Over the years from 1993 to 2001, the Clinton administration invested enormous effort and prestige in the attempt to broker the creation of a Palestinian state along exactly the lines Brzezinski and Scowcroft favor. What did it get in exchange? An ever-deteriorating situation in Iraq and an intensification of al Qaida terrorism. In fact, Clinton seems to have shunned action against Iraq and al Qaida precisely because he feared that military action against America’s Arab enemies would distract the U.S. from the supreme imperative of creating an Arafatistan.

If any U.S. policy can be pronounced a definitive failure, this Clinton “Palestine first” policy can be so pronounced. Yet Brzezinski and Scowcroft demand that we give it one last try. Why? Here their answer is at last forthright – and yet weirdly limp.

“Arab countries and much of the Muslim world, as well as most European countries, see a direct link between their ability to be more forthcoming in supporting U.S. goals in Iraq and our commitment to working for a fair [i.e., completely one-sided] settlement of the Israeli-Palestinian conflict.”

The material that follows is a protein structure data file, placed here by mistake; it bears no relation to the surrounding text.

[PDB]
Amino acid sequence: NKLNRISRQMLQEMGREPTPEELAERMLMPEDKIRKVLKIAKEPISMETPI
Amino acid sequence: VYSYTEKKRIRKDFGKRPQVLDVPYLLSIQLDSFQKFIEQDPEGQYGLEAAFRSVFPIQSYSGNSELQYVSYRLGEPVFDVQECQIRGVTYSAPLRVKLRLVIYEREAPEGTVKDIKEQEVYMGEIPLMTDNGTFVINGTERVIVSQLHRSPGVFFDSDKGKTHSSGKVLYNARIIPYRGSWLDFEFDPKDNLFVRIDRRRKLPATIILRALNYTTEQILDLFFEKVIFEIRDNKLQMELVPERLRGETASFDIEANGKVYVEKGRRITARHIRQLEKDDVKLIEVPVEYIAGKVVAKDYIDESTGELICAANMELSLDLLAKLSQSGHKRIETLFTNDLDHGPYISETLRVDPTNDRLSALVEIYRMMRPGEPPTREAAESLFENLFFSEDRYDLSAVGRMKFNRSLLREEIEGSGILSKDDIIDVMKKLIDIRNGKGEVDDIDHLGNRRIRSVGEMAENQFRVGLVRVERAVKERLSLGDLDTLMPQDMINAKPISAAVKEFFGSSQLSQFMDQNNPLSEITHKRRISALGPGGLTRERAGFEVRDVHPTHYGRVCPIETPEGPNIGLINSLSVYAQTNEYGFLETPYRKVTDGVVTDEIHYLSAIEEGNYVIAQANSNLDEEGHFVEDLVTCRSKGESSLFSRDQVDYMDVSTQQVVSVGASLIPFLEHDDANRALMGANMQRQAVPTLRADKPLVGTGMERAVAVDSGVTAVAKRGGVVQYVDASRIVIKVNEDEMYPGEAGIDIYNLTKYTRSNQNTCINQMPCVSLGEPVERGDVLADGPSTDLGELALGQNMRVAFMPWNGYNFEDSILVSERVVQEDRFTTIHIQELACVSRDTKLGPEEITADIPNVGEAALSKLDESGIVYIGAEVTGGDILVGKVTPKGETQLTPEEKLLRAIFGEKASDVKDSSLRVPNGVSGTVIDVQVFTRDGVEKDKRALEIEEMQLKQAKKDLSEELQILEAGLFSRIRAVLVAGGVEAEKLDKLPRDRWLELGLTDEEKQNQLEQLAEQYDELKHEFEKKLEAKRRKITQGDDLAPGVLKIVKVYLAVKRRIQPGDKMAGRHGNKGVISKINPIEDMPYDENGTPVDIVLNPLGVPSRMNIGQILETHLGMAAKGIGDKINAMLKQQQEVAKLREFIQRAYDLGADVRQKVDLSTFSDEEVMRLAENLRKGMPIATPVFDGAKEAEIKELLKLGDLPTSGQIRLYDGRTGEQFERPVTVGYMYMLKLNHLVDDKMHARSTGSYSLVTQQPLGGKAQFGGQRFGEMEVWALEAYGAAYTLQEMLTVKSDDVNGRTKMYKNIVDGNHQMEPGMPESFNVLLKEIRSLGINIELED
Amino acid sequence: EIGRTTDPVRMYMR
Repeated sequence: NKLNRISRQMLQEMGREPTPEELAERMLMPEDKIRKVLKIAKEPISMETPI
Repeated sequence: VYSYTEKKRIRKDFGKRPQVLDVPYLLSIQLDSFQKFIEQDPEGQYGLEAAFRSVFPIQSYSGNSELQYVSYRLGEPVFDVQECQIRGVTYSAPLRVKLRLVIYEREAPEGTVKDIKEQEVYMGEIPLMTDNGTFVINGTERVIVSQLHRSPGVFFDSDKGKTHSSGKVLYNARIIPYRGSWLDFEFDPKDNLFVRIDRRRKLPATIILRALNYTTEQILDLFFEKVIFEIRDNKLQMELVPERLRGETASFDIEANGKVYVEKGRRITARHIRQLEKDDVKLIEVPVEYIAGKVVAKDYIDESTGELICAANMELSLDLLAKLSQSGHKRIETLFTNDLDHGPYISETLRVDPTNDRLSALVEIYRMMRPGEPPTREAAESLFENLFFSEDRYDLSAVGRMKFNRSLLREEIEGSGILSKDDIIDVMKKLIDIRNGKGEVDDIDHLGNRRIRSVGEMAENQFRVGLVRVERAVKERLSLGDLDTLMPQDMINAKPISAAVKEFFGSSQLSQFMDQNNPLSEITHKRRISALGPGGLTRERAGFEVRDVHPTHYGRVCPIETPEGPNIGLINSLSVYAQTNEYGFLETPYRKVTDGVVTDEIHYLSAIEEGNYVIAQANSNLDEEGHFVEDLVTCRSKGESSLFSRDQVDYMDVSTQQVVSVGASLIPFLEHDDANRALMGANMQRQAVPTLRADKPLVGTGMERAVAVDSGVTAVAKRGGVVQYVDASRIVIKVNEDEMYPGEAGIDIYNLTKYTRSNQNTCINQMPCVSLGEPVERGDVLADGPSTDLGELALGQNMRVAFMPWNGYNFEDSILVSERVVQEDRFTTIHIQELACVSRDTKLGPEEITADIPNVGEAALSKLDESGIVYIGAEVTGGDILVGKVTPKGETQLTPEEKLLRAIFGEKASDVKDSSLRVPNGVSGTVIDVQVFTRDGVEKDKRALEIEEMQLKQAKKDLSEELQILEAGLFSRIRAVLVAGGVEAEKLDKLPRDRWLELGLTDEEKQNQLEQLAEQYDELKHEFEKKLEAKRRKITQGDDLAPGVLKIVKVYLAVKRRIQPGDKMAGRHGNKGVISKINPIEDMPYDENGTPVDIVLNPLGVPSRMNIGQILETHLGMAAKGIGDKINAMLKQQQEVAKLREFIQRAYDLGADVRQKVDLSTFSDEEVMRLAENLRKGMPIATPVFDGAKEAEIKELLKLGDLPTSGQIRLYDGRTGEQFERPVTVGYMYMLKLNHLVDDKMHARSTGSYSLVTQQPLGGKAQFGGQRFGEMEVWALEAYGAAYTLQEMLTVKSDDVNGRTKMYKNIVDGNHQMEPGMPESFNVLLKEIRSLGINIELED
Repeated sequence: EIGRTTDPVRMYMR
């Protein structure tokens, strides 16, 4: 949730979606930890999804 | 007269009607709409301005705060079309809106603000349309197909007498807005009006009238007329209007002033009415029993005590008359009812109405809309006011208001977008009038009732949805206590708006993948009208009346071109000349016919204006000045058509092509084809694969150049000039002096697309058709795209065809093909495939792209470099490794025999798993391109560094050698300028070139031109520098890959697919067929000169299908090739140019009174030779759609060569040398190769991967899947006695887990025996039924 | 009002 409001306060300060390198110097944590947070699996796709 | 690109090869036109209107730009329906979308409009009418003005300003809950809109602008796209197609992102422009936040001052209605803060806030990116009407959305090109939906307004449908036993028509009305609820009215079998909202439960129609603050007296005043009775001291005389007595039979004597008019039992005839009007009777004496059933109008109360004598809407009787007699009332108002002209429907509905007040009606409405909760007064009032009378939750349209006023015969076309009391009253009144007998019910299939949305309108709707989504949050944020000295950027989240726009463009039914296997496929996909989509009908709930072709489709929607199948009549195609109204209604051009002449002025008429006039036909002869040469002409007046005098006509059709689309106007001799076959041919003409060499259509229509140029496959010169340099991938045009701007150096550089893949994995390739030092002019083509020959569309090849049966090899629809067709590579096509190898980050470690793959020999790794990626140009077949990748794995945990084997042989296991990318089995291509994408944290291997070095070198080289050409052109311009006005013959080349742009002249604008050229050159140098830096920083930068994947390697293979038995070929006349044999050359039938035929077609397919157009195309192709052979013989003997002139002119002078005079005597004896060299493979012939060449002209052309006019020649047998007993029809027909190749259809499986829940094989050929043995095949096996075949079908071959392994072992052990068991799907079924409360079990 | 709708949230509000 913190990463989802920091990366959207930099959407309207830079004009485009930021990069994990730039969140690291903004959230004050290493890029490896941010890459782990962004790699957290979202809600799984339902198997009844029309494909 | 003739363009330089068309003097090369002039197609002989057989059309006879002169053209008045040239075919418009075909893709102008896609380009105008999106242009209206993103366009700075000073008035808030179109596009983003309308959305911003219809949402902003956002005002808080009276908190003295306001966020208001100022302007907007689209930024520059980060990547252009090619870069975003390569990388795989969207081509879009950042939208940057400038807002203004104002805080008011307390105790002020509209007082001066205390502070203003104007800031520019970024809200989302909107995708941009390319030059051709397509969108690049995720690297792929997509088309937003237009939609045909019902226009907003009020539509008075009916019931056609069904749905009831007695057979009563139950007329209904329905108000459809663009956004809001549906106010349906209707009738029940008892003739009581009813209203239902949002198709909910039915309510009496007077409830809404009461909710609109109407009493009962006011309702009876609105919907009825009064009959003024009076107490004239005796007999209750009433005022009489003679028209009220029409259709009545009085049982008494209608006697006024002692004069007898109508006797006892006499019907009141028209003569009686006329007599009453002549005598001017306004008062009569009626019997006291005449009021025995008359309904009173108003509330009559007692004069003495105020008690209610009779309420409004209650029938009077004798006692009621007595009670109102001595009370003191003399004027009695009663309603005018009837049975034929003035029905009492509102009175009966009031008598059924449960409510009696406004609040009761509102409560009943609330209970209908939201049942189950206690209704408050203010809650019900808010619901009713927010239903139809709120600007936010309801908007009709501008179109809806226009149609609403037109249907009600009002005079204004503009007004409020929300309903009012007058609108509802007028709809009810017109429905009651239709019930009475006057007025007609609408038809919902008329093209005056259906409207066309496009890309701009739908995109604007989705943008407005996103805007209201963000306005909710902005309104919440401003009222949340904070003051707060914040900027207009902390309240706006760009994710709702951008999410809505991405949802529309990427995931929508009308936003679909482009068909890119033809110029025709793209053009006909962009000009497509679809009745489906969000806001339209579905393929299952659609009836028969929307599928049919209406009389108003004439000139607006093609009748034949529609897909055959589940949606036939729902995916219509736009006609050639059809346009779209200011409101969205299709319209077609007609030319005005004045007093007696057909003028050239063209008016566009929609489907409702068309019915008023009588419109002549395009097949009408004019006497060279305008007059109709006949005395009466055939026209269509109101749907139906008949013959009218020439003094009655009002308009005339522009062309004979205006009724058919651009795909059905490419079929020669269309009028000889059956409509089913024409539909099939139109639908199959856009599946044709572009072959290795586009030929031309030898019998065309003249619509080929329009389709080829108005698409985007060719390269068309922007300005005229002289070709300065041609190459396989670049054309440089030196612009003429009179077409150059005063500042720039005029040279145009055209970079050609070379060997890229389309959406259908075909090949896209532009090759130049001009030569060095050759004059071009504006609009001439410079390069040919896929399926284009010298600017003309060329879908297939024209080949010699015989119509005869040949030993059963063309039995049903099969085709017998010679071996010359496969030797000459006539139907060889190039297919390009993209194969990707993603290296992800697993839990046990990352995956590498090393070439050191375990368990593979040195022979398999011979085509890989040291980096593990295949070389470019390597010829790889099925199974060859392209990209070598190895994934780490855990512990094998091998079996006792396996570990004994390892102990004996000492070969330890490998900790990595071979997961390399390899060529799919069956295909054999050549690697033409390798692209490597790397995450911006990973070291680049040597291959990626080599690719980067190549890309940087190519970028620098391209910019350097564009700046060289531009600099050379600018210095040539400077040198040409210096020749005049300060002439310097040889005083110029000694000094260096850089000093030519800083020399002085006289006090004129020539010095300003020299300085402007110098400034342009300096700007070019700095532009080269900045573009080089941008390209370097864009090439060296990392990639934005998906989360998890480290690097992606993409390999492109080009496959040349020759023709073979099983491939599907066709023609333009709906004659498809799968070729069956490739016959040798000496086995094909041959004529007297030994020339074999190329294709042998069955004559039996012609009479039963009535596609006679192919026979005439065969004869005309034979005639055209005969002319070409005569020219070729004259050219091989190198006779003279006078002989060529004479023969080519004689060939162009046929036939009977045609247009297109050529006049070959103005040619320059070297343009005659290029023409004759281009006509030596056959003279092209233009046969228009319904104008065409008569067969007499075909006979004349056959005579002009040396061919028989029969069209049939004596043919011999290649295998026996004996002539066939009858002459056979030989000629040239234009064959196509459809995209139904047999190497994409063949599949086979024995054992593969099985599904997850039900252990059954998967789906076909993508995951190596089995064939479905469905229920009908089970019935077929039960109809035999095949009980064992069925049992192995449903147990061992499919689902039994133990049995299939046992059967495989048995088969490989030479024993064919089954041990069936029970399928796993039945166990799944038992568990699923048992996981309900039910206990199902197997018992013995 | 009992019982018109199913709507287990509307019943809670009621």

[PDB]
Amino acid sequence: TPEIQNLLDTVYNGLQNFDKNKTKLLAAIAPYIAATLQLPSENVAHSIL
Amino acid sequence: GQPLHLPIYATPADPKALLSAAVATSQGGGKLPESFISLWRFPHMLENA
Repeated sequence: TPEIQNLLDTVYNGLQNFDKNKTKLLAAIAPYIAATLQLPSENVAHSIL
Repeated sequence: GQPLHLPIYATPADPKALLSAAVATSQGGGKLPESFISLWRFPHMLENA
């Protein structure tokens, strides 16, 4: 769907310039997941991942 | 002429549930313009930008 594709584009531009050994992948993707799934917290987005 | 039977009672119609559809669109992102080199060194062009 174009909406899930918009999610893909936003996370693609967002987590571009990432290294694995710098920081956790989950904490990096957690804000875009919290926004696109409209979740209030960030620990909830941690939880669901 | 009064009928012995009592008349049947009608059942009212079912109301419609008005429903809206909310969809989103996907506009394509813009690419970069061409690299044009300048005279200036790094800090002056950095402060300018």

So: Brzezinski and Scowcroft are advocating that the U.S. embark on another probably doomed attempt to midwife a Palestinian state in order to win European, Arab, and Muslim support for an Iraq policy that Brzezinski and Scowcroft oppose. That’s illogical enough. But what elevates the illogic to almost postmodern levels is that the U.S. is in fact already winning the Arab and European support that Brzezinski and Scowcroft say it cannot win. Meanwhile, the countries that continue to oppose U.S. policy in Iraq – like France and Russia – do not even bother to cite the Palestinian issue as an excuse.

I’m beginning to wonder whether for a certain type of foreign-policy expert, the “Middle East peace process” isn’t becoming a Pavlovian response: Ring the bell and they start demanding an Arafatistan. They themselves no longer remember why they do it. And they certainly cannot explain why anybody else should follow them.


David Frum is a resident fellow at the American Enterprise Institute and writes a daily column for National Review Online.